Wildfire smoke and your health

Wildfire season typically runs from early April to late October. As wildfire burns through forests and grasslands, it produces dense smoke that can be a major source of toxic air pollutants. This pollution contains fine particles (that are not visible to the human eye) that penetrate deep into our lungs and bloodstream, sometimes  leading to serious health effects. Those at greater risk of these effects are:

During heavy smoke conditions, all Canadians are at risk regardless of their age or health.

Symptoms of smoke exposure

Milder and more common symptoms of smoke exposure include:

  • sore and watery eyes
  • runny nose and sinus irritation
  • scratchy throat and mild coughing
  • headache

The following symptoms are less common, but are more serious:

  • breathing difficulties, including asthma attacks
  • severe cough
  • dizziness
  • chest pains
  • heart palpitations
  • heart attacks

If you experience any of these more severe symptoms, talk to a health professional, or seek urgent medical attention. If you think you could be having a heart attack, a stroke or another medical emergency, dial 911 and seek immediate medical assistance.

Protect your health during a wildfire

  • Limit outdoor activity and strenuous physical activities as much as possible. If you have difficulty breathing, reduce your activities or stop altogether. During prolonged smoke exposure, it’s important to stay active when you can. You may be able to exercise indoors in a facility with air conditioning and filtered air. Pay attention to the AQHI or other indicators of smoke levels in your community and watch for opportunities to get outside and be active if conditions improve.
  • Drink lots of water to help your body cope with the smoke.
  • At home
    • keep windows and doors closed  as long as the temperature is comfortable.
    • use a clean, good quality air  filter (such as HEPA)  in your ventilation system. Also, use recirculation settings on your ventilation system to prevent smoke from entering your home.
    • use a portable air cleaner that uses HEPA filtration to remove smoke from your home.
    • avoid vacuuming and burning candles, incense or other materials. 
    • learn more tips on improving indoor air quality.
  • Take a break from the smoke by visiting a library, community or shopping centre, etc. That could provide a cooler, cleaner environment.
  • Keep vehicle windows closed and set the ventilation system to recirculate.
  • Check in on others who are in your care or live nearby who may be more vulnerable to smoke.
  • If possible, leave the area: If you are vulnerable to the health effects of wildfire smoke and smoke levels in your community are high, consider temporarily re-locating to an area with cleaner air.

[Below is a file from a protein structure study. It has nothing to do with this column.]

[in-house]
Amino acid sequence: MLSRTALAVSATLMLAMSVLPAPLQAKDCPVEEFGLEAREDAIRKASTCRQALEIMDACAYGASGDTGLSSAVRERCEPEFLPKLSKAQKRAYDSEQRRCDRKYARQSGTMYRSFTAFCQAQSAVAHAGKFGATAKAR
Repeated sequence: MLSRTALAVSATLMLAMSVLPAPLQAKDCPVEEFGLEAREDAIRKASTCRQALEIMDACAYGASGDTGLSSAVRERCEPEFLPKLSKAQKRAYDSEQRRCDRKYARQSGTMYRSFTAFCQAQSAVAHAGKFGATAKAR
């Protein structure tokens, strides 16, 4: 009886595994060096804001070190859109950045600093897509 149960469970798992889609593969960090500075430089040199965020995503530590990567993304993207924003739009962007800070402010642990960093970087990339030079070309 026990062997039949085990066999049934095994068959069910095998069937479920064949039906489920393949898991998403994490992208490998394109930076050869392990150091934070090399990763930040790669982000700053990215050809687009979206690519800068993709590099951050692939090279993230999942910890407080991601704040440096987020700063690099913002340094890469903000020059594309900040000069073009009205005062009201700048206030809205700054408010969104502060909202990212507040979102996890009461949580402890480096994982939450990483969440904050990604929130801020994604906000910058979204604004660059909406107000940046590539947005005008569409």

• It is important to take care of your mental health during a wildfire smoke event. It’s not unusual to feel anxious, stressed out, sad or isolated during a smoke event. Eating well, getting enough sleep, exercising indoors and spending time with friends can help. However, anyone who is having trouble coping with symptoms of stress, anxiety or depression should seek help from a health professional. Remember: a smoke event may last a long time, but it will eventually end. Sharing positive outlooks and attitudes will help you get through it.
  • Consult your physician or local health authority for additional advice. Most provinces and territories also offer health advice through a telephone hotline.

Staying cool during a smoke and heat event

In Canada, most wildfires burn during the summer and the most intense fires often occur when the weather is the hottest. This means that people may at times be exposed to both smoke and extreme heat, both of which may be harmful to health.

If you do not have air conditioning at home and it is hot outside, it may not be safe to keep doors and windows closed. If you are vulnerable to the health effects of smoke and/or heat and you cannot keep your home cool and relatively smoke-free, try to spend time at a facility in your community that offers cleaner, cooler air. Consider visiting:

  • Public libraries
  • Shopping centres
  • Community centres

If you cannot spend time in cooler and cleaner air, try these three protective measures:

  • Drink lots of water, even if you do not feel thirsty.
  • Stay out of the sun, take cool showers, spray yourself with a water bottle, or wear a wet t-shirt to cool your body.
  • Take it easy, and limit exercise and exertion that makes you sweat or breathe hard.
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